"You Can't Always Get What You Want" Isn't Just a Rock Classic, But a Portfolio Theory That Speaks To Us in 2020

I suspect this will be the first and last time I’ll feel the need to invoke the wisdom of Mick Jagger and Keith Richards as portfolio managers, but there is a lot to this classic rock song from 1968 that speaks to our current investment climate… especially for us value investors. 

In the first three verses the major topics of the 1960s are addressed; love, politics and drugs. The lyrics (like the 1960s) move quickly from optimism to disillusion. Yet, if that was all the song were to offer, I doubt it would still get the attention and airplay it still garners 52 years after its release. What stays with us over the years is the pragmatic chorus (delivered with classic reverence by the London Bach Choir):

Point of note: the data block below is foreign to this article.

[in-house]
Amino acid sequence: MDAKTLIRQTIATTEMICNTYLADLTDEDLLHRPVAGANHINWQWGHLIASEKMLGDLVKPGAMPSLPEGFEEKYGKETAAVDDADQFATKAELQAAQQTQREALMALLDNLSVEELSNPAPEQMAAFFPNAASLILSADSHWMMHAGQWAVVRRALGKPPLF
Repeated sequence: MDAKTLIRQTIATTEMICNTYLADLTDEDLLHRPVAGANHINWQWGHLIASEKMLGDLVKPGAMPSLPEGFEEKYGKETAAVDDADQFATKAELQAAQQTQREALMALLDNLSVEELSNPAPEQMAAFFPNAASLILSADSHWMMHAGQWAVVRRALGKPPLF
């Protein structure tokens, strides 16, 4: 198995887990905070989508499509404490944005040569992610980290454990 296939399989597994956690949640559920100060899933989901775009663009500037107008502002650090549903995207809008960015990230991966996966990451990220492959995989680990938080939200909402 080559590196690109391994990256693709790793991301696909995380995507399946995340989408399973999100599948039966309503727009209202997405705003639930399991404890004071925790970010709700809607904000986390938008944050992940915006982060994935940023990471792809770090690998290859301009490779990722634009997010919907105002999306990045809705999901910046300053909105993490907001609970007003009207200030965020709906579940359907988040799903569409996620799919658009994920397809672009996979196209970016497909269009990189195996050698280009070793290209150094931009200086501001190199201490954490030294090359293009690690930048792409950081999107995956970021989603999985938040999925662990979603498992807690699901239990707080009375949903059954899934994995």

“You can’t always get what you want
You can’t always get what you want

You can’t always get what you want
But if you try sometimes, well, you just might find
You get what you need”

Investors in blue-chip stocks have not been getting what they want this year, and despite a very good 2019, most of the last ten years have been a celebration of the growing tech sector… much at the expense of traditional value stocks. Just like the late 1990s, we have gone through a period of time where growth stocks have outperformed value stocks, resulting in some loss of confidence in the wisdom of investing in blue-chip stocks. Our recent experience, now proof, that you can’t always get what you want.

Fortunately, we have gotten what we need, specifically a steady stream of (mostly) reliable income. Six months ago with most equity markets down by a third, we suggested that the real value of blue-chip portfolios would be better measured by their declines in portfolio income, which we expected (as during the Great Recession) to be about 10%. Today, that is where we find ourselves. 

With portfolio income from blue-chip stocks running at 2-3 times what bond portfolios are providing, the pragmatic portfolio owner is in a comfortable position to wait for value stocks to regain primacy over growth. It might be a tough time to feel pragmatic, but if you try sometimes, well, you just might find you get what you need.